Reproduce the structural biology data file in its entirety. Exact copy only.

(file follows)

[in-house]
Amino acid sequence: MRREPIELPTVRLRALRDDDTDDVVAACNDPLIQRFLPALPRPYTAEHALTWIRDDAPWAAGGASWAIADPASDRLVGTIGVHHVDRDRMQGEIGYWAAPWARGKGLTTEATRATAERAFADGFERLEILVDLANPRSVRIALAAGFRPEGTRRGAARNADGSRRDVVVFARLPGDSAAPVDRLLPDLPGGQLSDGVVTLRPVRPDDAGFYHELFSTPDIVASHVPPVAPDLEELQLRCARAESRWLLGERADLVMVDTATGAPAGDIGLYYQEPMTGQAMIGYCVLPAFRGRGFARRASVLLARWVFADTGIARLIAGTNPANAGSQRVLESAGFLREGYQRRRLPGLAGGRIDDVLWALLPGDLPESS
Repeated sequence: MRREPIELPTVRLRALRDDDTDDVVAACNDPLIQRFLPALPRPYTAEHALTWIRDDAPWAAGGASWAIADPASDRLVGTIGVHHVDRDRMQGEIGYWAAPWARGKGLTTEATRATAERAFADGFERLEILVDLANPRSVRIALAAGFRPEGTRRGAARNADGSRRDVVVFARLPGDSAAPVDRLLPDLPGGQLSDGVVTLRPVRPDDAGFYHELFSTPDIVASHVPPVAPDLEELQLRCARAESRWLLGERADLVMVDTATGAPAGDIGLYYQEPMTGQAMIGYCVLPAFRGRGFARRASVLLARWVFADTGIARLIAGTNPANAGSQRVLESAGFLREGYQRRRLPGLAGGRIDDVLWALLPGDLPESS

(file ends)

[in-house]
Amino acid sequence: MRREPIELPTVRLRALRDDDTDDVVAACNDPLIQRFLPALPRPYTAEHALTWIRDDAPWAAGGASWAIADPASDRLVGTIGVHHVDRDRMQGEIGYWAAPWARGKGLTTEATRATAERAFADGFERLEILVDLANPRSVRIALAAGFRPEGTRRGAARNADGSRRDVVVFARLPGDSAAPVDRLLPDLPGGQLSDGVVTLRPVRPDDAGFYHELFSTPDIVASHVPPVAPDLEELQLRCARAESRWLLGERADLVMVDTATGAPAGDIGLYYQEPMTGQAMIGYCVLPAFRGRGFARRASVLLARWVFADTGIARLIAGTNPANAGSQRVLESAGFLREGYQRRRLPGLAGGRIDDVLWALLPGDLPESS
Repeated sequence: MRREPIELPTVRLRALRDDDTDDVVAACNDPLIQRFLPALPRPYTAEHALTWIRDDAPWAAGGASWAIADPASDRLVGTIGVHHVDRDRMQGEIGYWAAPWARGKGLTTEATRATAERAFADGFERLEILVDLANPRSVRIALAAGFRPEGTRRGAARNADGSRRDVVVFARLPGDSAAPVDRLLPDLPGGQLSDGVVTLRPVRPDDAGFYHELFSTPDIVASHVPPVAPDLEELQLRCARAESRWLLGERADLVMVDTATGAPAGDIGLYYQEPMTGQAMIGYCVLPAFRGRGFARRASVLLARWVFADTGIARLIAGTNPANAGSQRVLESAGFLREGYQRRRLPGLAGGRIDDVLWALLPGDLPESS